Final EssaY ENGLISH II.docx

But his family suffered immensely as a result linda

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providing a house for his family. But his family suffered immensely as a result. Linda was a “good trooper” who supported her husband, but clearly their relationship was never as satisfying as it seemed on the surface (based on Willy’s extramarital affair). More importantly, Willy’s two sons were deeply scarred by his emotional distance and the unfair pressure he placed on them to achieve relatively superficial social goals (e.g., getting married, making good money, being a “success” in life). In their own ways, both sons tried to live up to Willy’s expectations, but they were never good enough to please him. More importantly, they could never please themselves and feel good about their lives—perhaps because they felt wounded from not receiving their father’s love and attention. Thus, the tragedy in this play—in addition to Willy’s eventual suicide—is that he pursued an empty, materialistic vision of the American Dream, while failing to take care of the people in his life emotionally. As his career wound down, he discovered that he felt deeply unhappy and that his
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W illy Loman and The Tragedy of Materialism 5 moderate material success was insufficient to make him feel fulfilled. At the same time, the most important people in his life—his family and friends—were unhappy because they had received material comfort from him but not the emotional support they needed. This story is an American tragedy of the post-World War II era that was no doubt replayed in lives of thousands of real fathers and sons.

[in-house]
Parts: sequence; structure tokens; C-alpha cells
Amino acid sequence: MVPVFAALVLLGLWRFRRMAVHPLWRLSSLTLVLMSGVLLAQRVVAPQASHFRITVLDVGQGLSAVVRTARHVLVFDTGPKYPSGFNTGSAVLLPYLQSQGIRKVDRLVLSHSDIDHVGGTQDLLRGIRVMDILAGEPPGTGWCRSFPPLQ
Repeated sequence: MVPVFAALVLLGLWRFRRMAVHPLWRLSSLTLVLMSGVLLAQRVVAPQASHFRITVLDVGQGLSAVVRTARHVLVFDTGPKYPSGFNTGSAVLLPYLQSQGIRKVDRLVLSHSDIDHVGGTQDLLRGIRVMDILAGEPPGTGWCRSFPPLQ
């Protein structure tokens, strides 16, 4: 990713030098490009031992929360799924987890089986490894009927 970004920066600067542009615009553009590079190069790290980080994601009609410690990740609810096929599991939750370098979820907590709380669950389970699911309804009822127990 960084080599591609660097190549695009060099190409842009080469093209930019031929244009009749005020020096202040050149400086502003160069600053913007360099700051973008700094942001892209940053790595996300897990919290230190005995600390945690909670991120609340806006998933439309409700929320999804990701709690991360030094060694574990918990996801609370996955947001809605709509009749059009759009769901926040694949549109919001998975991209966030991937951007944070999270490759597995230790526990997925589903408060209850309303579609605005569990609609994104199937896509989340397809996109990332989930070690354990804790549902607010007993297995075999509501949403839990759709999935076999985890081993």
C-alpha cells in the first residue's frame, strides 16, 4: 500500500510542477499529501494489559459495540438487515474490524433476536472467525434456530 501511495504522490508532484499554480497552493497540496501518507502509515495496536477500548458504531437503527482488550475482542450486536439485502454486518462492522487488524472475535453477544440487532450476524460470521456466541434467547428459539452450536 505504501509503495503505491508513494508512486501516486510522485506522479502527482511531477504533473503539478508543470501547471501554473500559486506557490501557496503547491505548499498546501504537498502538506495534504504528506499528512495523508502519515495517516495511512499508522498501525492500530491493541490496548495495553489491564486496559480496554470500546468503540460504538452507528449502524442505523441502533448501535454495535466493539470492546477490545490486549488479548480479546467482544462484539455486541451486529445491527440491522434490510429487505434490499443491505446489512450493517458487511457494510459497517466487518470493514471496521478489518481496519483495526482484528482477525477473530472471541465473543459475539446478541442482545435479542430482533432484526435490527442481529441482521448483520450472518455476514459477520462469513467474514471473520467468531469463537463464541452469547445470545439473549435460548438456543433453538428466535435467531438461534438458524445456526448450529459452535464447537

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W illy Loman and The Tragedy of Materialism 6 References Miller, Arthur (no date). Death of a Salesman . Edited by Randeane Tetu . Middlesex Community College. Miller, Arthur. Death of a Salesman . Editing by Neil Carson. Macmillan Modern Dramatists book series (MD), 44-59, 1982. Ribkoff , Fred (2017). “Shame, Guilt, Empathy, and the Search for Identity in Arthur Miller's Death of A Salesman .” Modern Drama 43, no. 1.
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